Dead murder hornet near Seattle is first found in US in 2021: ‘It is too early’
SPOKANE, Wash. — Scientists have found a dead Asian giant hornet north of Seattle, the first so-called murder hornet discovered in the country this year, federal and state investigators said Wednesday.
Entomologists from the state and U.S. Agriculture departments said it’s the first confirmed report from Snohomish County, north of Seattle, and appears to be unrelated to the 2019 and 2020 findings of the hornets in Canada and Whatcom County, along the Canadian border, that gained widespread attention.
The 2-inch-long invasive insects, first found near the U.S.-Canadian border in December 2019, are native to Asia and pose a threat to honeybees and native hornet species. While not particularly aggressive toward humans, their sting is extremely painful and repeated stings, though rare, can kill.
The world’s largest hornet is much more of a threat to honeybees that are relied on to pollinate crops. They attack hives, destroying them in mere hours and decapitating bees in what scientists call their “slaughter phase.” How they got here from Asia is unclear, although it is suspected they travel on cargo ships.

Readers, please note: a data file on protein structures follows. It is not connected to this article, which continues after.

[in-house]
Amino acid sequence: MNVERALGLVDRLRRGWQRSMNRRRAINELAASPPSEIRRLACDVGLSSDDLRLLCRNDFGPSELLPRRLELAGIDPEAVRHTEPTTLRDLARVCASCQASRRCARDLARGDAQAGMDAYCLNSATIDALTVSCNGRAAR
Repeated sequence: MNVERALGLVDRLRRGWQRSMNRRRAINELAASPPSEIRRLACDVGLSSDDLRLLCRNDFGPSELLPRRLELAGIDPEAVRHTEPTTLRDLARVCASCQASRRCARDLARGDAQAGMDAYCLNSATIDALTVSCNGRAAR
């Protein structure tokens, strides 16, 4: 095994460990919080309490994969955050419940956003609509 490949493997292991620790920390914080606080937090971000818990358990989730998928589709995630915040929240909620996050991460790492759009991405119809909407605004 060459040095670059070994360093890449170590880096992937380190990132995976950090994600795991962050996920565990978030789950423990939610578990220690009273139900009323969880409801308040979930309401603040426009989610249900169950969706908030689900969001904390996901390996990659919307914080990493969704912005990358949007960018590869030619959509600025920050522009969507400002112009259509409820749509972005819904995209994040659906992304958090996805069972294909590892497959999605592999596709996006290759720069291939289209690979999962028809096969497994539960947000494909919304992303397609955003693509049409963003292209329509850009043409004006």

“Hitchhikers are a side effect of all the commerce we do globally,” said Sven Spichiger, an entomologist with the state Agriculture Department who is leading the fight to eradicate the hornets.
Murder hornets, infected mink: Times that nature was a nightmare in 2020
In the latest sighting, a resident found the dead hornet on his lawn near the city of Marysville and reported it June 4 to the state agency. Entomologists retrieved it June 8, reporting that it was very dried out and a male hornet.
Given the time of year, that it was a male and that the specimen was exceptionally dry, entomologists believe it was an old hornet from a previous season that wasn’t discovered until now, officials said. New males usually don’t emerge until at least July.
There is no obvious pathway for how the hornet got to Marysville, officials said.
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